The Reserve Bank of Australia reinstated a reference to a strong local dollar in this month's policy statement, prompting BlackRock to speculate that the intentions of Governor Glenn Stevens had been misread.
The local currency, which rallied the most since September last month, weakened as much as 0.3 per cent to 89.10 U.S. cents in Sydney yesterday following the RBA decision to keep interest rates unchanged at a record low.
Stevens said in a statement the Aussie remained "high by historical standards," reintroducing language on its strength left out in February.
"The market misread what the RBA's intention was last time and interpreted it as 'We've gone to neutral on the way to tightening,'" said Stephen Miller, a fund manager at BlackRock, the world's biggest asset manager.
"The RBA noted that and tempered its statement.
The RBA's decision follows data indicating a plunge inresources investment and a decade-high jobless rate that will curb inflation. While a report today is forecast in a Bloomberg News survey to show gross domestic product quickened in the final quarter of 2013, Miller says a cooling economy will probably drive the Aussie toward 80 cents this year.
Fair value for the currency is between 80 and 85 cents given the prospects for Australia's commodity export prices, the high cost structure of the economy and reduced stimulus in the US, he said. Miller expects the RBA to maintain the 2.5 per cent benchmark rate for the rest of this year, in line with the median prediction from economists surveyed by Bloomberg.The Australian dollar dropped 1.1 percent over the past week, the worst performance among 10 developed-nation currencies tracked by Bloomberg Correlation Weighted Indexes. It fell to a 3 1/2 year low of 86.60 cents on January 24 before recovering to as high as 90.81 on February 18. It is currently hovering around 89.50 US cents.
Prices for iron ore delivered to China's port of Tianjin dropped in February to the lowest in more than seven months,data from The Steel Index Ltd. show, dimming prospects for earnings from the South Pacific nation's chief export.
The Aussie's declines "will assist in achieving balanced growth in the economy, though the exchange rate remains high by historical standards," Stevens said in yesterday's statement. His remarks contrast with those made February 4, when the central bank head refrained from referring to the currency's strength and also signaled a shift to a neutral policy bias.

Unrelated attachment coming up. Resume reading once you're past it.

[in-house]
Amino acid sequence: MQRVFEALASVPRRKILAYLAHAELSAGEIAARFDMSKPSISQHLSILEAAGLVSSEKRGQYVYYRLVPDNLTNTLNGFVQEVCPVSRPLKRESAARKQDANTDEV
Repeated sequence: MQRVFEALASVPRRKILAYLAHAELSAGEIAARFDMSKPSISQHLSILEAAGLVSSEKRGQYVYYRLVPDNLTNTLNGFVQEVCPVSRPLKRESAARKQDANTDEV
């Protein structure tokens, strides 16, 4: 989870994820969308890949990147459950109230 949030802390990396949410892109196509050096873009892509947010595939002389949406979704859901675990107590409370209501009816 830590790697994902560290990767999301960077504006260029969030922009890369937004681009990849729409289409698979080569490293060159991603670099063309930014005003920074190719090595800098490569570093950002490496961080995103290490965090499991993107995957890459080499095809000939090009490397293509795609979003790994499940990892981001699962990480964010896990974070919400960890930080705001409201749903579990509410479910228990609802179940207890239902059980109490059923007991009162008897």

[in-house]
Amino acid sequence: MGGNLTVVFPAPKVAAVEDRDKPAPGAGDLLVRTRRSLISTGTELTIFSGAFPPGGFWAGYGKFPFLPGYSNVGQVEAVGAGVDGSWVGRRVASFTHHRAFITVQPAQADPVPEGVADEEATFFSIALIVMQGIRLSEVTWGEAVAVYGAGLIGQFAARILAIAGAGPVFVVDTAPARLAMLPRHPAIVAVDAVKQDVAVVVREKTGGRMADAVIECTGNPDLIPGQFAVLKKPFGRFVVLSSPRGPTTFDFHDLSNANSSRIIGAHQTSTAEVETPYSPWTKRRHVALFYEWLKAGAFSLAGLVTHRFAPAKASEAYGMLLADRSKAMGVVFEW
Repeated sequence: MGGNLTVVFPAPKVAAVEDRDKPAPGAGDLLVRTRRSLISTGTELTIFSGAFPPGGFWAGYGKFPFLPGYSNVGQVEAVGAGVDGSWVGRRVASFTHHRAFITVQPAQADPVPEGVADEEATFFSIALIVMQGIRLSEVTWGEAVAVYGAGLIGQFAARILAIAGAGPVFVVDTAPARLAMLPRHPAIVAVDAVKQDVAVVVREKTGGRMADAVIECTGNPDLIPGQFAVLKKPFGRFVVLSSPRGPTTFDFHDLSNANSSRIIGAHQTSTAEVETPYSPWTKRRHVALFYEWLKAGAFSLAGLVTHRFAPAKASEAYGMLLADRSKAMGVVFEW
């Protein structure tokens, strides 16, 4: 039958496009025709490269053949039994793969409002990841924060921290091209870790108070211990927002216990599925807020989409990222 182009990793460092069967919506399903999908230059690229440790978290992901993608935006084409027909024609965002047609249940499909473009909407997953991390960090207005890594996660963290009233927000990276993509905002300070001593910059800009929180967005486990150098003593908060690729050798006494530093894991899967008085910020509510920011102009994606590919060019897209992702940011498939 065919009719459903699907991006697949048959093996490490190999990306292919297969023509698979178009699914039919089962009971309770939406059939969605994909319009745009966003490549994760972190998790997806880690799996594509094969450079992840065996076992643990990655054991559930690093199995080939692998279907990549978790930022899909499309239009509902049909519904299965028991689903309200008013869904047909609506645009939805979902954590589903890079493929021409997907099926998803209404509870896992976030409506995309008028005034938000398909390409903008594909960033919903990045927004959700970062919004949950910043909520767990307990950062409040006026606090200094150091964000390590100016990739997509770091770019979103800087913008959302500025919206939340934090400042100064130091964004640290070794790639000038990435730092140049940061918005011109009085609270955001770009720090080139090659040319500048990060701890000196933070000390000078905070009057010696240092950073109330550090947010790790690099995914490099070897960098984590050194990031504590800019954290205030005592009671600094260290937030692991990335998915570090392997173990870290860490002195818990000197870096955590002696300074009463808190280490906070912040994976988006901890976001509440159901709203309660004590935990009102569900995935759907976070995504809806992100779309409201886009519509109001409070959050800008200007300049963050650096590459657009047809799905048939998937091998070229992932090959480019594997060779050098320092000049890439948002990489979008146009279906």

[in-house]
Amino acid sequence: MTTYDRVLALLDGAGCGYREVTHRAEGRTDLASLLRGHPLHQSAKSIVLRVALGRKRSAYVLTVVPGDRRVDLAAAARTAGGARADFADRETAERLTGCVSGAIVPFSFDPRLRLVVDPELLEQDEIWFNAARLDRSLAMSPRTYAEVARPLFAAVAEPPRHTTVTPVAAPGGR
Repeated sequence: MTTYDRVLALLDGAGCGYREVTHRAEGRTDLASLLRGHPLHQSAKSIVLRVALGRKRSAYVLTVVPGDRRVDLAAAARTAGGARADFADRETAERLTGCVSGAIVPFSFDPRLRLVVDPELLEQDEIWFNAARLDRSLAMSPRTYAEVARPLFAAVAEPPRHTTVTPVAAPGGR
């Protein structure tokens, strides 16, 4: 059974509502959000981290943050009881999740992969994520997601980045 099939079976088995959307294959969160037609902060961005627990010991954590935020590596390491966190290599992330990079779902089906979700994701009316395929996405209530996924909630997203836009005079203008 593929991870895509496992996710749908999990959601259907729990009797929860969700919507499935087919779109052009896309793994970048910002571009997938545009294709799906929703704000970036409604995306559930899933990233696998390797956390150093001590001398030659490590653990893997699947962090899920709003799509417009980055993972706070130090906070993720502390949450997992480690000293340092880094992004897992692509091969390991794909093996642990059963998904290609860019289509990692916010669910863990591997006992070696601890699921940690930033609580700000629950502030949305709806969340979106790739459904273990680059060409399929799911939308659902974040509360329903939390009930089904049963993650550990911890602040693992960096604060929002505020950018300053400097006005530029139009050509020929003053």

He had referred to the Aussie as "uncomfortably high" in statements following the RBA's November 5 and December 3 gatherings. Yesterday's statement also noted "only tentative," signs of investment spending outside mining.
Citigroup estimated February 27 that mining companies may slash spending by as much as 30 per cent in the financial year starting July 1, based on a statistics bureau report. The decline in manufacturing investment may be as much as 35 per cent with the services sector increasing its outlays by up to 8 per cent over the same period, the bank said.
The RBA said yesterday inflation is expected to be consistent with the bank's 2 to 3 per cent target, omitting a reference to higher-than-expected prices in last month's remarks that followed data showing the consumer-price index had increased in the fourth quarter by the most in two years.
"I still harbor a suspicion that, later this year, the RBA will come back to an easing strategy," said Tim Fox, Dubai-based chief economist at Emirates NBD.
"Growth is still underperforming overall, and the inflation push-up we've seen recently will probably dissipate and reverse."
Fox, who was the most accurate at predicting the Aussie in 2013 in data compiled by Bloomberg, sees the currency falling to 80 cents by December 31. That's below the median estimate of 86 cents. There's a 28 per cent chance the central bank will lower its benchmark rate by end-August, according to swaps data. That's up from an 18 per cent probability on February 26.
Australia's 10-year government bond yield closed at 4.01 per cent yesterday after falling to a one-month low of 3.96 per cent the previous day. Yields on debt due in three years,among the most sensitive to interest-rate expectations, were at 2.83 per cent after reaching a trough of 2.76 per cent on March 3,the least since September.
The statistics bureau may say today gross domestic product rose 0.7 percent in the three months ended December from the previous period, when it climbed 0.6 per cent, according to a Bloomberg survey. If confirmed, that would be the seventh-straight quarter of gains below 1 per cent, the longest stretch for more than 20 years.
"It wasn't a very long pause in the RBA's jawboning,"said Sean Callow, a currency strategist at Westpac.
"They certainly don't want to give any encouragement to the notion that we should be buying dips in the Aussie."
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